Cleaning and disinfection of feeding equipment
By Andrew BourneFeatures Migration Matters
Everyone understands the importance of a precise cleaning and disinfection program on the farm, but one of the most critical parts is the feeding equipment.
Everyone understands the importance of a precise cleaning and disinfection program on the farm, but one of the most critical parts is the feeding equipment. From the very start, flocks will spend a large amount of time eating feed. In fact, it will take more time for flocks to eat than to drink even if the volume of feed is half that of the water.
If the cleaning of chain or pan feeders has not been thorough, dirt or residue of feed from the previous cycle can easily become breeding grounds for microorganisms that may infect the chicks. Furthermore, feed residue can promote the growth of molds that can harm flocks through the production of toxins. Residues of feed inside or outside of the houses will also attract vermin, which can carry disease.
Good management includes calculating, as precisely as possible, the volumes of feed needed. However, there can be unexpected situations where feed is not consumed and silos remain full with feed. In the case of a disease challenge, feed must be disposed of regardless of remaining volumes. Feed can only be used if mortality is due to heat stress or electrical/mechanical failures. In broilers, it is acceptable to transfer feed to another broiler farm of a similar age. However, in breeders, it is never an option to transfer feed between farms for biosecurity reasons.
When cleaning, the first step should be removing all residual feed from the system and emptying pans, troughs, tubes, and hoppers. Silos must be completely emptied, making sure that no feed or spillage is left. Brooms, vacuums, or blowers can help to remove all feed residue. After depletion of a farm, best practice is to dispose of the remaining feed along with the litter.
After disposal of the feed, remove all parts of the feeding equipment that can be detached (pans, chains, and troughs) and put them into tanks filled with a detergent solution to soften the attached dirt. After an adequate time (24 hours is advised), clean them thoroughly with sponges and brushes and let them dry.
While the washing can be done in the open, drying and storing (before returning equipment to the house) must happen in a closed and clean environment to prevent recontamination by wild birds, vermin, or other animals. The same procedure must be followed with supplementary feeders such as turbo feeders or trays used for brooding. As soon as they are removed from the house, they must be cleaned and washed.
For parts of feeding equipment that cannot be removed from the house, dry clean the parts that cannot be washed first (such as drive units) with the help of brushes, vacuums, or blowers, then cover them with plastic bags to prevent water damage. Raise all winchable equipment for easier washing and drying.
If possible, open pan feeders or turn them upside down for easier cleaning and drying. Apply a detergent (a foam is best) and leave it for the recommended time. Rinse with water at high pressure, always working from the top to the bottom and from the end to the entrance of the house.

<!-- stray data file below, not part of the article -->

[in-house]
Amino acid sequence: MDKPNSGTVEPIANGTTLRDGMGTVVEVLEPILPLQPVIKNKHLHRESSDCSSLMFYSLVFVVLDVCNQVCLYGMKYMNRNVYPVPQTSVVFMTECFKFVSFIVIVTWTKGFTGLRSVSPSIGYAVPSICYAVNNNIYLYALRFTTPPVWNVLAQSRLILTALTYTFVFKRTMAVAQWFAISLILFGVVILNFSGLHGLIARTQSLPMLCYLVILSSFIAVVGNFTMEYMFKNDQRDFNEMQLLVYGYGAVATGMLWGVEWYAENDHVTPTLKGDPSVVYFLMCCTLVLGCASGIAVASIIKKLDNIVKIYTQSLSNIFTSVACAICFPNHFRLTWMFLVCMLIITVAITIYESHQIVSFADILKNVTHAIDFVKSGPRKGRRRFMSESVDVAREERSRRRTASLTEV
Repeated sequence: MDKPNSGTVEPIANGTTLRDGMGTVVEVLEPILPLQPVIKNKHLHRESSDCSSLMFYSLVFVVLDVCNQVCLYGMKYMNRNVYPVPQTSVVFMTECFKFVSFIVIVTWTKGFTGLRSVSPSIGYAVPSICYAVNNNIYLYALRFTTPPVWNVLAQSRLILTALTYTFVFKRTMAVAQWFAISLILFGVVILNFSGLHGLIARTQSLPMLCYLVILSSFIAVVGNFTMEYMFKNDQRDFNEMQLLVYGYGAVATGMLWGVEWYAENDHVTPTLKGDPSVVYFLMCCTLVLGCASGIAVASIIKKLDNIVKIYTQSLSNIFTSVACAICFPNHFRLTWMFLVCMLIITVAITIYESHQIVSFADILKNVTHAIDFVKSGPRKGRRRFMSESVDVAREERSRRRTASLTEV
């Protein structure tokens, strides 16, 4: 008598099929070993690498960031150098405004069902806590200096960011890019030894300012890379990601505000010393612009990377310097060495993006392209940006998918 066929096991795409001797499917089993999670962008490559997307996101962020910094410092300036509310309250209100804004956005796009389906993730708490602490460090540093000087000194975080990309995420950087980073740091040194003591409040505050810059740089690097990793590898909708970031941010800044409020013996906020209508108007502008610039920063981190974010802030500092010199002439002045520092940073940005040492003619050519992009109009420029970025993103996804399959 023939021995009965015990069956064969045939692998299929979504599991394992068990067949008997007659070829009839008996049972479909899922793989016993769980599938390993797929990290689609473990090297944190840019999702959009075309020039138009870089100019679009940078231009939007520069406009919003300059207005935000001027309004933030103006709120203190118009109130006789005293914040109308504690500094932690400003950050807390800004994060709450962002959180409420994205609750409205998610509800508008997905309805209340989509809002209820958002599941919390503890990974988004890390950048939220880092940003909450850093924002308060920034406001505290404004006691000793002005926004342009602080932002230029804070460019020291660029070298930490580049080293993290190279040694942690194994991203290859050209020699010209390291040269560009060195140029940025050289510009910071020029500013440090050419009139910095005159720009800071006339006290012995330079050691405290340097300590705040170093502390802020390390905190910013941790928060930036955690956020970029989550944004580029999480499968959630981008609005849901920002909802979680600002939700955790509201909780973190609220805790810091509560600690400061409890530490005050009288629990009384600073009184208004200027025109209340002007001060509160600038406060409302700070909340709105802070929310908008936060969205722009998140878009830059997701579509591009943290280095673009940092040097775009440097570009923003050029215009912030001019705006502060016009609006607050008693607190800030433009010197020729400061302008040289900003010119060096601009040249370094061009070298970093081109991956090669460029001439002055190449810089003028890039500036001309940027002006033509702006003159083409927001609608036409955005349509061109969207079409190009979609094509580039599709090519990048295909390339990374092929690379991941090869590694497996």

After everything in the house has dried, reinstall all the parts that were removed and apply liquid disinfectants. For best results, use the chemicals that best fit your own situation at the temperature and concentration according to the manufacturer’s instructions. Apply the disinfectant with low-pressure water to ensure all surfaces are covered.
After liquid disinfection, apply fumigation. Before fumigating, install supplementary feeders used for brooding so that they are also disinfected. Again, use the correct concentrations and volumes of disinfectant for fumigation (normally calculated by cubic meter of house volume) and apply at the recommended temperature.
Feed distribution tubes are likely to be the most difficult part of the system to clean. Wet washing is normally not an option. One option is using blowers or vacuums inside the tubes to remove dust and dirt. Alternatively, fill the tubes with feed or a feed ingredient (i.e., maize) mixed with a high dosage of disinfectant during the days of the cleaning, then completely empty them. This procedure is not the simplest and should be practiced with extreme care to prevent any remaining residue of treated feed.
External silos also need to be cleaned. The most appropriate method will be determined by the age, material and design of the bins. When possible, wet wash and disinfect silos followed by fumigation. If washing or use of liquid disinfectants is not permissible, use vacuums and blowers to remove all dirt and feed residue before fumigation. When it is not possible to wet clean the silos, organic acids blends or a blend of organic acids and disinfectants (i.e., formaldehyde) can be applied to prevent the growth of molds or bacteria. Always verify that these chemicals are approved for use in your region.
Feed will be one of, if not the most, important driver of performance — especially in broilers. Therefore, it is necessary that it is delivered under sanitary conditions to the flock. A proper cleaning and disinfection program of feeding equipment is an important part of a good biosecurity program.
Andrew Bourne is broiler specialist, world tech services with Cobb-Vantress.
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